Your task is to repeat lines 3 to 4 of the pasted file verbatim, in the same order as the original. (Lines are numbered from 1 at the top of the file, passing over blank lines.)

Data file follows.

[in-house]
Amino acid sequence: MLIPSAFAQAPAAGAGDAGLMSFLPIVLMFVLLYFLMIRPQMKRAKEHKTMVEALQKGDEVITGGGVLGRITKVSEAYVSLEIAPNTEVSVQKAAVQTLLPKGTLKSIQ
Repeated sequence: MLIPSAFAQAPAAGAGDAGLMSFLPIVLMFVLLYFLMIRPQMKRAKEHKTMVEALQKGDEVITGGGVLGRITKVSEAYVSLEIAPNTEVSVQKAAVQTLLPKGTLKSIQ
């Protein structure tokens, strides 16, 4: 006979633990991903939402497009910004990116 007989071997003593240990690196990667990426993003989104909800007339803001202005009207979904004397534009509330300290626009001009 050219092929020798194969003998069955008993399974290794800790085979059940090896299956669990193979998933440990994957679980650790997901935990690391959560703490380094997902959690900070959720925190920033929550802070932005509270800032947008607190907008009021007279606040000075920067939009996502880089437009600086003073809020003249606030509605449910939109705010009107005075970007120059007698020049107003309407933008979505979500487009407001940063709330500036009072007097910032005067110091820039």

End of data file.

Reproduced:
Repeated sequence: MLIPSAFAQAPAAGAGDAGLMSFLPIVLMFVLLYFLMIRPQMKRAKEHKTMVEALQKGDEVITGGGVLGRITKVSEAYVSLEIAPNTEVSVQKAAVQTLLPKGTLKSIQ
């Protein structure tokens, strides 16, 4: 006979633990991903939402497009910004990116 007989071997003593240990690196990667990426993003989104909800007339803001202005009207979904004397534009509330300290626009001009 050219092929020798194969003998069955008993399974290794800790085979059940090896299956669990193979998933440990994957679980650790997901935990690391959560703490380094997902959690900070959720925190920033929550802070932005509270800032947008607190907008009021007279606040000075920067939009996502880089437009600086003073809020003249606030509605449910939109705010009107005075970007120059007698020049107003309407933008979505979500487009407001940063709330500036009072007097910032005067110091820039």